Pedestrians and business owners continue to direct outrage at the Istanbul Metropolitan Municipality (IBB) for leaving paving stones throughout Ordu Street, a prominent location for domestic and international commerce near the city’s historic peninsula, causing disruptions to daily life.
On Nov. 2 of last year, the IBB initiated landscaping and pavement work on Ordu Street in the Laleli district, which receives thousands of visitors daily. The street was closed to both vehicular and pedestrian traffic.
During construction, many stone-filled pallets were left scattered throughout the street, creating hazards for both pedestrians and business owners. The obstructions impede foot traffic in busy commercial areas and may cause safety concerns for those with mobility issues. Multiple complaints have been filed by affected parties regarding this matter.
Speaking to an Anadolu Agency (AA) correspondent, shopkeeper Arif Özkan expressed disappointment with the recent street construction in Laleli. When the work began, Özkan had hoped for a more modern area. Instead, the street is now littered with unfinished stonework.
“We are surrounded by stones that block comfortable passage,” he said.
“This spot marks the gateway to Istanbul’s historic peninsula where tourists pass through. The ‘gemstones’ here resemble diamonds and rings, yet regrettably, they have not been removed even after a year,” Özkan criticized.
Özkan stated that although they have informed the municipality several times, there has been no progress.
“This situation affects our business. My customers from different parts of the world coming to the town always complain about those who are responsible for it,” Özkan continued.
“What kind of a service is this? What kind of a municipality is this? Why isn’t anyone taking any action?”
The street is also an entrance to the Blue Mosque, Grand Hagia Sophia Mosque and the Beyazıt Square.
Özkan explained that only a portion of the road was constructed under the project and that the IBB removed the store signs overnight claiming that they ruined the historical ambiance.
“It is unacceptable,” he said. “At 3 a.m, IBB staff took down our store signs, shattered and broke them.”
Özkan claimed that the IBB staff had told them to call, but no call has been so far made from the municipality side, and added that shopkeepers were even threatened with fines for these removed signs.
“Can you imagine? They threatened us with paying the price. As if they followed all the procedures appropriately,” he said.
‘We need service’
Reşat Yılmaz, a shopkeeper in the Grand Bazaar, explained that the current situation on the street is detrimental to the country’s image.
He has been a shopkeeper in the area for approximately 40 years and expressed concern that despite promises, there has been no progress.
“The stones, which have been present for around a year, require attention within a specific timeframe,” he said, and added, “The sight is disconcerting to all of us, as we witness people taking trips along the road and encountering accidents.”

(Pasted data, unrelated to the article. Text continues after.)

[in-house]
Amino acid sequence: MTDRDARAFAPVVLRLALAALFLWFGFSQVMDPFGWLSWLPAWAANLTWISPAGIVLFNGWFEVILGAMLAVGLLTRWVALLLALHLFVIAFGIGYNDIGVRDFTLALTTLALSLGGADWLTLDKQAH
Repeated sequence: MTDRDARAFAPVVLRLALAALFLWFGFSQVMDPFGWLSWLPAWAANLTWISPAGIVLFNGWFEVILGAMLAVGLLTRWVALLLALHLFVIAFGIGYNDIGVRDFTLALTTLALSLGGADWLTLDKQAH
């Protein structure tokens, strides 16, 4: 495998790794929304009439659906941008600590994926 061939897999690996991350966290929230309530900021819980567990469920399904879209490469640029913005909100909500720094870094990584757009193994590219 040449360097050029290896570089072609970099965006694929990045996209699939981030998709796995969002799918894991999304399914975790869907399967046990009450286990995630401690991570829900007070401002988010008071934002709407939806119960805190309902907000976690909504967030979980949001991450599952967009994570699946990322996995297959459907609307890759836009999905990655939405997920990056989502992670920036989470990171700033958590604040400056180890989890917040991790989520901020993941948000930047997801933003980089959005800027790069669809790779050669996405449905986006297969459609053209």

“It’s a discredit to the country’s image that the Grand Bazaar in Laleli, which is considered Turkey’s heart, presents such a disgraceful sight.”
A passerby claimed that the stones have been on the street for a year, and tourists often fall due to ongoing roadwork.
‘No one to answer questions’
Barış Köseliören, vice president of the Laleli Industrialists’ and Businessmen’s Association (LASIAD), said that Laleli, where people from around 135 countries come to shop, is a kind of open-air shopping center.
Köseliören said that the roadwork on Ordu Street has had a negative impact on shopkeepers.
“We are having difficulty answering our customers’ questions: ‘What kind of situation is this?’ Nobody has been coming or going for six months. We don’t even know if the work was stopped six months ago or not,” he said.
“However,” he added, “All the materials are in the streets, the stones are here. It is a bad situation. Unfortunately, it is not a situation that suits us, that represents us. It is a shame. It is very bad that it is on the historical peninsula.”
“It is really unfortunate to have such an image in places where foreign customers visit, trade and shop. We do not understand it either. We cannot find anyone to talk to. It is like a joke.”
Köseliören also criticized the midnight removal of shopkeepers’ signs, saying the IBB did not take their opinions into account when determining the criteria for signs.
Ordu Street reflects the city’s long and varied history. The name “Ordu” translates to “army” or “horde” in Turkish, indicating a historical connection to military activities.
In the Byzantine era, the street served as a commercial and residential hub. During the Ottoman period, it gained significance as a location for military barracks and headquarters. Notably, it runs adjacent to Topkapı Palace, the former residence of Ottoman sultans, and the Grand Hagia Sophia Mosque.
The street has witnessed historical events and transformations, adapting to the changing needs of the city. Today, it features a mix of traditional Turkish architecture and modern structures, hosting shops, cafes and boutiques.
Source: Daily Sabah